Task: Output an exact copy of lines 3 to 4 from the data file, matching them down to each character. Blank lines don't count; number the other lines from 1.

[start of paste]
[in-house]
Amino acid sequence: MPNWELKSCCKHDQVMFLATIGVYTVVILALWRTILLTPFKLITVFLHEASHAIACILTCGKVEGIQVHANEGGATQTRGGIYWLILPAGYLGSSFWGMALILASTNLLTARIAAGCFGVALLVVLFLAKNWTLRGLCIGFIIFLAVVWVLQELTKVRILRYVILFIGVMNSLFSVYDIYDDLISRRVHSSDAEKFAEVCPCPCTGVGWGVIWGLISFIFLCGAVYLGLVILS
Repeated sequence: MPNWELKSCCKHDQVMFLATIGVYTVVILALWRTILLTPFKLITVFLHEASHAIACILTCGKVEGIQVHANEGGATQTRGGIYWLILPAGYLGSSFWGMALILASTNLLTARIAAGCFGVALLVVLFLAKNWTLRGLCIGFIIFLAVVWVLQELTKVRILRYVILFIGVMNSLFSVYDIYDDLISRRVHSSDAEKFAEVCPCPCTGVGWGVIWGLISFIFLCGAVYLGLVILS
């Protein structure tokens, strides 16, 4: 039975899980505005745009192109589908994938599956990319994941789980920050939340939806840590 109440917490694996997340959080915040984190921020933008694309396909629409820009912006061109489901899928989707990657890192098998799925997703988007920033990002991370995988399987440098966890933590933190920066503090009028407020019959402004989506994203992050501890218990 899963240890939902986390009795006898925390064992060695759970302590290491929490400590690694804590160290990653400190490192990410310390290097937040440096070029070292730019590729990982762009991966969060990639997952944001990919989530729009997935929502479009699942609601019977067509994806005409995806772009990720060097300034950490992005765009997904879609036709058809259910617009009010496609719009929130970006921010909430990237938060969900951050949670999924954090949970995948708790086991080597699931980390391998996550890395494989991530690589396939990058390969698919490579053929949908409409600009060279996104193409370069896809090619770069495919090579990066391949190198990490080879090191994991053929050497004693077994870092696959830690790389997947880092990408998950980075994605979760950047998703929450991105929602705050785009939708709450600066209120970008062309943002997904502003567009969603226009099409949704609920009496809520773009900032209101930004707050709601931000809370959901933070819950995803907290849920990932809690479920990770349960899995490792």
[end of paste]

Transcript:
Repeated sequence: MPNWELKSCCKHDQVMFLATIGVYTVVILALWRTILLTPFKLITVFLHEASHAIACILTCGKVEGIQVHANEGGATQTRGGIYWLILPAGYLGSSFWGMALILASTNLLTARIAAGCFGVALLVVLFLAKNWTLRGLCIGFIIFLAVVWVLQELTKVRILRYVILFIGVMNSLFSVYDIYDDLISRRVHSSDAEKFAEVCPCPCTGVGWGVIWGLISFIFLCGAVYLGLVILS
């Protein structure tokens, strides 16, 4: 039975899980505005745009192109589908994938599956990319994941789980920050939340939806840590 109440917490694996997340959080915040984190921020933008694309396909629409820009912006061109489901899928989707990657890192098998799925997703988007920033990002991370995988399987440098966890933590933190920066503090009028407020019959402004989506994203992050501890218990 899963240890939902986390009795006898925390064992060695759970302590290491929490400590690694804590160290990653400190490192990410310390290097937040440096070029070292730019590729990982762009991966969060990639997952944001990919989530729009997935929502479009699942609601019977067509994806005409995806772009990720060097300034950490992005765009997904879609036709058809259910617009009010496609719009929130970006921010909430990237938060969900951050949670999924954090949970995948708790086991080597699931980390391998996550890395494989991530690589396939990058390969698919490579053929949908409409600009060279996104193409370069896809090619770069495919090579990066391949190198990490080879090191994991053929050497004693077994870092696959830690790389997947880092990408998950980075994605979760950047998703929450991105929602705050785009939708709450600066209120970008062309943002997904502003567009969603226009099409949704609920009496809520773009900032209101930004707050709601931000809370959901933070819950995803907290849920990932809690479920990770349960899995490792």